Louise Beavers reportedly aspired to be a physician when she was a young woman, but opportunities were limited for women in the early part of the 20th century, especially if they were not well to do, and particularly if they were African-American. She trail-blazed in another way, becoming the first African-American actress to play a substantial role on film that showed a multi-dimensional character.
“Imitation of Life” (1934) was Miss Beavers’ most prominent role, sharing the spotlight and the storyline equally with star Claudette Colbert. The story of a woman whose light-skinned daughter callously rejects her mother in attempting to pass for a white woman cut to the heart of a racist Hollywood and a racist America, drawing controversy from both white and black commentators. It was also the story of a career woman, who begins as a simple cook but who becomes a famous entrepreneur and merchandiser not only of her own product but her own image. Many felt at the time that Miss Beavers was robbed when her performance was not acknowledged with an Academy Award nomination.
It was an important role in a potentially important film, but after that a string of the regular domestic servant roles became the mainstay of Louise Beavers’ career. However, she played opposite some of Hollywood’s most glamorous stars, including Mae West, Jean Harlow, with whom she appeared in “Bombshell,” and Bing Crosby and Fred Astaire in “Holiday Inn.”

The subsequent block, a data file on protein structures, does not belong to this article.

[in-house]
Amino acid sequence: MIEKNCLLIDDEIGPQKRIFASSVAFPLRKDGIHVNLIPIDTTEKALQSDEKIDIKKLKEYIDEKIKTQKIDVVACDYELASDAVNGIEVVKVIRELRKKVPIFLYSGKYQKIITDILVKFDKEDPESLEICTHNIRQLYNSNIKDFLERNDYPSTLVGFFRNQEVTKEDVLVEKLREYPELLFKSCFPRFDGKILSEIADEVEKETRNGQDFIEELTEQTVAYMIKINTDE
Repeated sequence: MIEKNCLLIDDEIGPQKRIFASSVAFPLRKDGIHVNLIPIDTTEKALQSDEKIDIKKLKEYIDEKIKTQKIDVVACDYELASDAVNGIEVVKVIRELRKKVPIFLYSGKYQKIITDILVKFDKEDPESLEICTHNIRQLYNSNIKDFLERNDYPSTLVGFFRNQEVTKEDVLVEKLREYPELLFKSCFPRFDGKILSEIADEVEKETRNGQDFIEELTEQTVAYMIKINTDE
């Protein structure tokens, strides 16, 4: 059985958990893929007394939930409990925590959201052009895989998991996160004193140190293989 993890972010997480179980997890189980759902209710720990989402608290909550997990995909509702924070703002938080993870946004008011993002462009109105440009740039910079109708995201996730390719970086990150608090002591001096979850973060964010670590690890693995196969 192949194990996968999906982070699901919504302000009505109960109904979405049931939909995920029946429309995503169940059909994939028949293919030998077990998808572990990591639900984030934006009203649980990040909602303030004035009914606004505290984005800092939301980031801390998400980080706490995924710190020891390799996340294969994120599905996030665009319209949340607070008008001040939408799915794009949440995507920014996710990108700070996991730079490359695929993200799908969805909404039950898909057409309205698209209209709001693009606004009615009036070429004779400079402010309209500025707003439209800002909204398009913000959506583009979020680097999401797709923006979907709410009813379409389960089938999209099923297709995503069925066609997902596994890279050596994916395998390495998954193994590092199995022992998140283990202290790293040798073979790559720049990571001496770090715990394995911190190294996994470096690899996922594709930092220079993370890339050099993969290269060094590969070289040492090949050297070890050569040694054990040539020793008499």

Later, Miss Beavers broke new ground again by starring in “Beulah,” the first TV sitcom to feature an African-American. Three other actresses also took turns at that character, one of them being her good friend, Hattie McDaniel, who also knew something about the trials of reaching for success in Hollywood while dressed in a maid’s costume. These two ladies were character actresses who could have been, and should have been, stars.